Every country will have to achieve a growth rate consistent with her balance of payments equilibrium on current account and with its overall balance on the current and capital account, since trade (with emphasis on exports) is the engine of growth export promotion must be the focus of any country that intends to achieve a desirable level of economic growth.
Over the year, export diversification has proved to be a successful strategy of improving the level of exports and economic growth of many countries in the world. This has been a lesson for most developing countries particularly in Nigeria. Therefore, the issue is whether diversification should be undertaken in the oil export sector or non-oil export sectors of the economy. To determine this, a critical analysis of the performance of these sectors of the economy overtime is absolutely necessary.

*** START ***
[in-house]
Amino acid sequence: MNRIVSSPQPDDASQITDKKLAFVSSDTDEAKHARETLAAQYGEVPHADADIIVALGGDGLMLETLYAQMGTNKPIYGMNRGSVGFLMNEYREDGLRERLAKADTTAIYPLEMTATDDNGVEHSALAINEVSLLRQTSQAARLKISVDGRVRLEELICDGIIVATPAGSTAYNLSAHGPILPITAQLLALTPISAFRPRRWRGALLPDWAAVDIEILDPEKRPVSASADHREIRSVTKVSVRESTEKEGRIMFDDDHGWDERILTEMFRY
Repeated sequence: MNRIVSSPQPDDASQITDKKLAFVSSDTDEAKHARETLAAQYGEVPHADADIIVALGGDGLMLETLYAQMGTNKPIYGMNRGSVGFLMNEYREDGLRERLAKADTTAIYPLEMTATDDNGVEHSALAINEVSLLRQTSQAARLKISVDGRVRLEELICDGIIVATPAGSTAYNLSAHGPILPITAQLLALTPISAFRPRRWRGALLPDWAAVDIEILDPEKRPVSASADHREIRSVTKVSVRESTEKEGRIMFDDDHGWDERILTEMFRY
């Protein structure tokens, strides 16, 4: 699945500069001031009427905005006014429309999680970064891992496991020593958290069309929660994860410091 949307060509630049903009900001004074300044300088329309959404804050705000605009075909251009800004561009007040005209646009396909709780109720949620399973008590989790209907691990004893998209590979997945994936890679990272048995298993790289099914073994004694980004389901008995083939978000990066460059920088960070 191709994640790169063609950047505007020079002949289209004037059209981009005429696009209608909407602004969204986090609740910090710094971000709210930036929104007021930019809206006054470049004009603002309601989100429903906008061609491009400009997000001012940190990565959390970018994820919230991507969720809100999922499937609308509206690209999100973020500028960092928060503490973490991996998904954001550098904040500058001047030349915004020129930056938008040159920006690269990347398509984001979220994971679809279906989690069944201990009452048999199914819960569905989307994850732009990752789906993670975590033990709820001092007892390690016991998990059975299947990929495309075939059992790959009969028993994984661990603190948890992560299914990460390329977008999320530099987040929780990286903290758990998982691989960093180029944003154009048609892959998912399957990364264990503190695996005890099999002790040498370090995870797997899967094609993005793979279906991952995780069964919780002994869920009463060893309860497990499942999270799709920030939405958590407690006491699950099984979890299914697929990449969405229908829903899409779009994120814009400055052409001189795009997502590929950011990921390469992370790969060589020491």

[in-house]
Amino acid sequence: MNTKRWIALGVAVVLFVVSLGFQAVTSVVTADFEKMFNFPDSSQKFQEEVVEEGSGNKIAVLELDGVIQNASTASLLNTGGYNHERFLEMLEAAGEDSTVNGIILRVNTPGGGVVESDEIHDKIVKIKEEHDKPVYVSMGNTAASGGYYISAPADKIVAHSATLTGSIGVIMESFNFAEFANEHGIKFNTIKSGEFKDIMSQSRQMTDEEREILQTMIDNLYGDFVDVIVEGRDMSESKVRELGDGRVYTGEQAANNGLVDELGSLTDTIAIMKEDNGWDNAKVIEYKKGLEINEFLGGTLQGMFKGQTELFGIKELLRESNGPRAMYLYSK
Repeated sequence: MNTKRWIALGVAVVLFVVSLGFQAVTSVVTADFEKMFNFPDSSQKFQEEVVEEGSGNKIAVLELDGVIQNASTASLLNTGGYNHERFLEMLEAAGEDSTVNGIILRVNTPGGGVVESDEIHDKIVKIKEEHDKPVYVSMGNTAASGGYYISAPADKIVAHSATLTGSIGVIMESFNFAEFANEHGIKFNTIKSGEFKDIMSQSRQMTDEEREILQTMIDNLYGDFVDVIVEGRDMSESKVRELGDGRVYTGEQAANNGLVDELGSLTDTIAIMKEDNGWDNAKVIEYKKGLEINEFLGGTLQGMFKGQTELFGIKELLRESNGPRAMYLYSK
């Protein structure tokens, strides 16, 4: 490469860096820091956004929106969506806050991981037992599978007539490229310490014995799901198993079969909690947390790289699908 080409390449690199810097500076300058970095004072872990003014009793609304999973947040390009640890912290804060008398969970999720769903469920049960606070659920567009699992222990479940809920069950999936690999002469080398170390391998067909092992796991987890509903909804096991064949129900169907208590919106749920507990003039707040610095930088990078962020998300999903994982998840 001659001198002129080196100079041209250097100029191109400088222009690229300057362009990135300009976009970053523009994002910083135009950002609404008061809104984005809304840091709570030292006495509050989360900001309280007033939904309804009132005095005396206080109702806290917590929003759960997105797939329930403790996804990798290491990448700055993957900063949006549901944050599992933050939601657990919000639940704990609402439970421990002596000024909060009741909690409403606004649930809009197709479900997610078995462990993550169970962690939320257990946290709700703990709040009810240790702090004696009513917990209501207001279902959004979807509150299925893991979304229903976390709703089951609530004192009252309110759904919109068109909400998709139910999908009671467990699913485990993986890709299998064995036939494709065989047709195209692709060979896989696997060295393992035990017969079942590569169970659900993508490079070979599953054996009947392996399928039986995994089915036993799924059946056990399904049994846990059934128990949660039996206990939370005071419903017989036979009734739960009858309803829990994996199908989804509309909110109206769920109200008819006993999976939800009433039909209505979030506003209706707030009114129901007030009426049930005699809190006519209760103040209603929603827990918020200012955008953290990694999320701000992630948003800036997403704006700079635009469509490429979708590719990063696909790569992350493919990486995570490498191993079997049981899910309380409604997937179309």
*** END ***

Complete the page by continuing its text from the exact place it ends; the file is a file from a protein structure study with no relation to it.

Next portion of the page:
Given the role of export in the achievement of a desirable economic growth of a country, and also the role of export diversification. In achieving increased level of export, the objective of the study is the optimal export diversification to achieve increased level of exports which will in turn lead to economic growth in Nigeria, also to discover other sectors of the economy which will improve our foreign exchange earnings.
This study will highlight the contribution of various exportable commodities to the Gross Domestic Product (GDP) of the Nigerian economy over the years. It will also help in the allocation of the available resources of the country for export purposes. The findings of this study will be a basic for achieving economic growth in Nigeria.